Monday, July 24, 2017

SINGAPORE SAMMY: 'A wise man knows the aim of a bottle'

The second Singapore Sammy story by George F. Worts, "Cobra" (Short Stories, May 25, 1930) takes place "several months" after the events of "The Blue Fire Pearl." By now, it's widely known that Sammy Shay has in his possession that famous bauble, and some people would like to take it off his hands, or from around his neck. The story opens with Sammy, ever on the hunt for his reprobate father, walking into an ambush set by our new villain. He is that most despicable of persons for George F. Worts: the half-caste. "This man was part Portuguese, part Malay, and part God knows what," we learn, "In him, the West met the East and became a power for unlimited malice." The narrator, and in turn Sammy himself, is obsessed with the way the villain resembles a cobra in his "steady, wicked stare." Singapore fights his way free from the ambush but suffers a severe stab wound in the process. If not for a good samaritan who arranges to have him hospitalized with private nursing care, our hero might have died in the street. Once Sammy recognizes his savior, he wants nothing to do with the man.

The man, or "rat" in Singapore's estimate, is Ted McAlister, a onetime protege of Sammy's who couldn't lay off gambling, and couldn't lay off the booze and opium while gambling. It takes a while for Sammy to understand that Ted is on the wagon, except for the gambling that is. He owes $15,000 in chits, proving to Singapore that "You don't belong in China." Ted wants to go back to America and make a fresh start in his dad's business, but can't afford passage with his debts. Now that Sammy owes him something and feels sorry for him, and with his dad's trail gone cold, he works on a way to send the American home while getting his revenge on that human cobra, Armand De Silvio.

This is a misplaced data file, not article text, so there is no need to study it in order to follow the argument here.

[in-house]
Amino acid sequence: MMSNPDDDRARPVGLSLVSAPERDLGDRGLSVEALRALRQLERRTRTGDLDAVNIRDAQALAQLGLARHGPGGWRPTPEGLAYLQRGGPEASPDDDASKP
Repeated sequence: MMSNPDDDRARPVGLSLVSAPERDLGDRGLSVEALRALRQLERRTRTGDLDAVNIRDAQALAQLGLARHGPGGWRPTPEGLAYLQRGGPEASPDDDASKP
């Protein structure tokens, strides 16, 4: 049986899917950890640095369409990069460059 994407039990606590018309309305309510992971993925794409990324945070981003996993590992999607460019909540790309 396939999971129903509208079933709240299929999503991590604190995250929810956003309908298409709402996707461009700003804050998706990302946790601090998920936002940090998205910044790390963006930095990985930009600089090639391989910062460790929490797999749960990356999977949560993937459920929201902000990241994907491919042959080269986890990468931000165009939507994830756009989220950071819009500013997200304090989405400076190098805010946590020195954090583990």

Whether you like "Cobra" better than "Blue Fire Pearl" depends on how you like your pulp fiction. Sammy's debut was an all-out action story, while "Cobra" becomes a con-man caper as Sammy uses Ted's own black pearl to con the cobra. He has Ted show the pearl to De Silvio, who runs a jewelry store, and inquire as to whether the half-caste has a matching pearl, for which he'll pay a tremendous price. Sammy then arranges to sell De Silvio the very same pearl Ted showed him, at an inflated price that will more than cover Ted's debts and his passage home. While Sammy comes across as a goody two shoes for much of the story, the way he lectures Ted, he shows a more familiar ruthless streak while working his con. He's going to sell the pearl to De Silvio while disguised as a Hindu. Since he doesn't have a Hindu costume in his wardrobe, he lures some poor mark into an alley, beats him up and takes his clothes. His ultimate revenge on De Silvio is twofold. He has Ted tell him that he no longer wants the matching pearl, meaning that the half-caste has wasted his money. Then, out of a spiteful sense of poetic justice, he throws a real cobra into De Silvio's cashier's cage to terrify the villain into returning the money his men had taken from Sammy at the start of the story.

In an epilogue, a fresh lead puts Sammy back on his father's trail, despite a warning letter in which the old man had told him, "A wise man knows the aim of a bottle." According to Singapore, this is a Siamese saying meaning, in a more contemporary idiom, that "a hunch to a wise guy is plenty." The thought returns to him as the police discuss the cobra attack on De Silvio and express their reluctance to investigate anything having to do with such a dangerous creature. If this story proves anything, it's that Singapore Sammy is not about to take anyone's advice, including his own. His mentorship of Ted McAlister seems to have worked on a "Do as I say, not as I do" level, but you can only teach some people just so much. Sammy can be sentimental about people, as his first adventure showed, but whether that makes him a good guy the way he apparently wanted Ted to be is another story -- or several more to come.

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